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The Last Commandment
As her chest frantically heaved up and down in a screaming attempt to suppress the gripping suffocation that had taken hold of her, she couldn’t help but recite the Ten Commandments to herself. She had never stolen, committed adultery, or coveted her neighbor or his wife. Never had she said the Lord’s name in vain, or worshipped any other gods. She had never killed another human being and had always tried her best not to lie and to go to church—or at least pray—every Sunday. Under the remaining Commandment, however, she was hopelessly flawed. And she saved saying this one for the very last.
She was on her own now, and she knew it. Even her body was aware. Several strands of her thick hair had fallen out in grievance; her intestines burned with acidic anxiety. Her arms were still flaming red from the night before, and the word “HATE” which she had etched with scissors into the inner part of her upper left arm, glowed ominously in the light of dawn and threatened to leave a faint scar.
She simply couldn’t stay in that house a millisecond longer. Couldn’t stand to hear another criticism. Couldn’t bear a single more mental or physical abuse. Last night had done it. She had never felt so weak, or so angry, as she had then. Pinned to the cold hard ground by two strong hands crushing her arms and cutting off their circulation. Her measly squirming and prying had been no match in strength. Spittle sprayed across her face, emphatically delivering the words that seemed to singe her flesh. A smart slap across the check that had made her neck crack.
So much pain. But pain was the body’s way of telling one that something was wrong. She reasoned that she could answer it by running away. So, with her backpack stocked with very little money, a glass bottle of clear vodka, and a hardback copy of beatnik poetry, she had crept out of the backdoor of her parents’ house and into the wide yet empty reality of the world.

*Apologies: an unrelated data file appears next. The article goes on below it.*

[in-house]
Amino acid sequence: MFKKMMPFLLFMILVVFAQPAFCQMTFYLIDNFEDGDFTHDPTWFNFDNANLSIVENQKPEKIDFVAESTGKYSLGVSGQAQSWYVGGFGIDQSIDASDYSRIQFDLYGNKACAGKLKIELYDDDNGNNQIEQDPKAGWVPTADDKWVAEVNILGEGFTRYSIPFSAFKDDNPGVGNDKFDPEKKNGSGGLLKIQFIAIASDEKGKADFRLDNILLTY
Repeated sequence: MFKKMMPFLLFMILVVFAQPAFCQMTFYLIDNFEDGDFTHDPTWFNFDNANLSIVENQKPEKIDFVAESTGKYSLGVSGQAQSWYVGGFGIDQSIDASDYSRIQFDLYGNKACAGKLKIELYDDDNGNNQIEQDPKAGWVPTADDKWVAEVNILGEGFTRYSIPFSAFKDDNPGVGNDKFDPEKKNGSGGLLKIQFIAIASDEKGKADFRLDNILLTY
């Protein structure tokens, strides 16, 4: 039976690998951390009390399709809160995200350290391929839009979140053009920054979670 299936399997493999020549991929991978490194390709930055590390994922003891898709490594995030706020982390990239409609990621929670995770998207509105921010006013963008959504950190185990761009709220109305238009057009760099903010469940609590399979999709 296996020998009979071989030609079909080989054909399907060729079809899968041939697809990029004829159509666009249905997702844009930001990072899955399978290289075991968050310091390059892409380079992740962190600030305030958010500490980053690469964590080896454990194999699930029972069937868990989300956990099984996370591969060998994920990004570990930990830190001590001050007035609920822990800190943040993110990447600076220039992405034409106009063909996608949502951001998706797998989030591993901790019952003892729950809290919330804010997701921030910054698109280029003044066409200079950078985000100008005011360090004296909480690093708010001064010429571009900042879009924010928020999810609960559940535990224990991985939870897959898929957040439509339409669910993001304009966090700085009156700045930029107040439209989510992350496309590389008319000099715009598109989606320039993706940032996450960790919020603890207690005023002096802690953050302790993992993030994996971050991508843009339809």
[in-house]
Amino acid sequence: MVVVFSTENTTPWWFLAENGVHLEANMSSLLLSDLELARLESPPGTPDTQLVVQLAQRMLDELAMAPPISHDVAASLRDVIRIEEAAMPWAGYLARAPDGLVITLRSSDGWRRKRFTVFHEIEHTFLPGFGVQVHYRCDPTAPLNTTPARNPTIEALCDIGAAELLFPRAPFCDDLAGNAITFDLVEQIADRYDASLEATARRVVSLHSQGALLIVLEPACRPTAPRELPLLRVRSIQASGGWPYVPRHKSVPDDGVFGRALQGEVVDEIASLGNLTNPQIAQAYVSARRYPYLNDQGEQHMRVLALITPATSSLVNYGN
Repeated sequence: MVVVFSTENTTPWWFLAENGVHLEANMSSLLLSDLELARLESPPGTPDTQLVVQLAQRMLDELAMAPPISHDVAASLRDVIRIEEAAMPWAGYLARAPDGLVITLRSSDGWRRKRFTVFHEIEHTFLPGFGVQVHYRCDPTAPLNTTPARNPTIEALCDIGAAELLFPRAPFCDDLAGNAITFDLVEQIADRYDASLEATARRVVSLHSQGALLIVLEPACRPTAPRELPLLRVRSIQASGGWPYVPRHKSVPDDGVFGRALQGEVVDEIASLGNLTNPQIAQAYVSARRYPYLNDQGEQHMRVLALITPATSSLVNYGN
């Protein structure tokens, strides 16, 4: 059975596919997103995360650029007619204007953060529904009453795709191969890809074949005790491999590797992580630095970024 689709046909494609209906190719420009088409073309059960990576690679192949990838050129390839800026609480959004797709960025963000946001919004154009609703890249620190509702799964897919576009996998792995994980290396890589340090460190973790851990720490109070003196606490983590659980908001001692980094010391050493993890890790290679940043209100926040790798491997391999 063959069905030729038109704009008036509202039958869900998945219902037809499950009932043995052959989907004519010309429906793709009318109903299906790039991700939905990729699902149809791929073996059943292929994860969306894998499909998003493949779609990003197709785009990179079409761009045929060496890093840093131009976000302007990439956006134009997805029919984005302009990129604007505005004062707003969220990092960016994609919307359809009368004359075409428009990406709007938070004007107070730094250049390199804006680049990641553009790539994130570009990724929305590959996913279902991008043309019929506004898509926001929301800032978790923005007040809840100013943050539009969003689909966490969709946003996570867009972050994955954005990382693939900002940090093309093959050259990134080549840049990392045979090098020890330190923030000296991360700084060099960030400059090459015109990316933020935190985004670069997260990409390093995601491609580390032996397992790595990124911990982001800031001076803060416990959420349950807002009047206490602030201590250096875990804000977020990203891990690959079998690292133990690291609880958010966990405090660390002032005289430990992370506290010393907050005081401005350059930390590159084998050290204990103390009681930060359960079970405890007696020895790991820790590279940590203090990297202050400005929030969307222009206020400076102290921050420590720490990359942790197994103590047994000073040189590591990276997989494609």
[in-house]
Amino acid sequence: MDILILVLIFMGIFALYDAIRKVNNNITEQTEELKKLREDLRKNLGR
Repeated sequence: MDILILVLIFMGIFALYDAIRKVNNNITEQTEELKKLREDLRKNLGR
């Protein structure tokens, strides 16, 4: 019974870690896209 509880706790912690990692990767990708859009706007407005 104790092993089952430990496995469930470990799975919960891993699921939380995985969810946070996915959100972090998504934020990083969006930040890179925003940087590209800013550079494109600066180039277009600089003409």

It was funny. She had always been careful not to go even a fraction of a milliliter over the recommended dose of cough medicine when she had a cold, but last night she had gotten so drunk to the point of which she might have vomited half of her weight into the toilet. She had been a sad and silent drunk—only weeping and mumbling sadly to herself between throwing up.
She surely looked a spectacle, stumbling down an empty suburban street, muttering the Ten Commandments under her breath. She needed to say them. They were the only thing preventing her from shattering the vodka bottle against a tree and driving the biggest shard down her scrawny arm. Maybe she wasn’t such a bad girl as Mom and Dad said, if she could keep nine of the Ten Commandments. God would surely forgive her. She desperately needed her immortal soul to be in good condition. Now that she knew there was nothing for her in life, she wanted to look forward to death and a joyful afterlife.
There wasn’t a person on Earth whom she could go to. Her friends had grown up in happy loving families; she would be so ashamed to show up at any one of their doors with such a pitiful story and an ugly hangover. And if her parents could push away their own teenage daughter, they could certainly do the same to other relatives. She had no idea where she could find an aunt or uncle, and she knew that her grandparents were dead. She was alone in the world. Completely alone.
Fear began to overcome her. She would starve. She would suffer. She would never find her way. Her lungs couldn’t conquer the suffocation that they had been trying to fight, and her body went numb, as the straps of her book bag seemed to fuse into her body. Hysterical laughter escaped her lips, and she started to hyperventilate. Her ears felt like they were stuffed with cotton; her visual perception narrowed to a tunnel view.
“Thou shall not steal!” she screamed between manic laughter. “Thou shall not kill!”
She was walking uneasily down the middle of the street now, turning this way and that, unsure of where she was. Then, she became dizzy and fell on her face with a sickening smack! She slowly got up, and through her blurred vision, she spotted two of her teeth scattered on the bloodied gravel. She bent over to pick them up.
Suddenly, the ground began to quake. She looked up. Even through her tunnel vision, the massive corporation truck that was speeding toward her direction seemed to be dangerously close. She squinted and wiped her bloody mouth. The metallic smell of the crimson liquid made her feel dizzy and extremely lightheaded. Now all she could hear was an incessant ringing in her ears. She felt raw, reduced to particles. Looking down at the rest of her body, she thought she could see the very atoms of her flesh vibrating in motion.
Abrupt impact threw her off her feet. With a crunch and the shattering sound of broken glass underneath her, she was finished. Her worries of prolonged survival were over.
As permanent darkness clouded her eyes, a small mournful voice inside some secret part of her head said for her what she had been hesitant to say: “Thou shall honor thy mother and father.”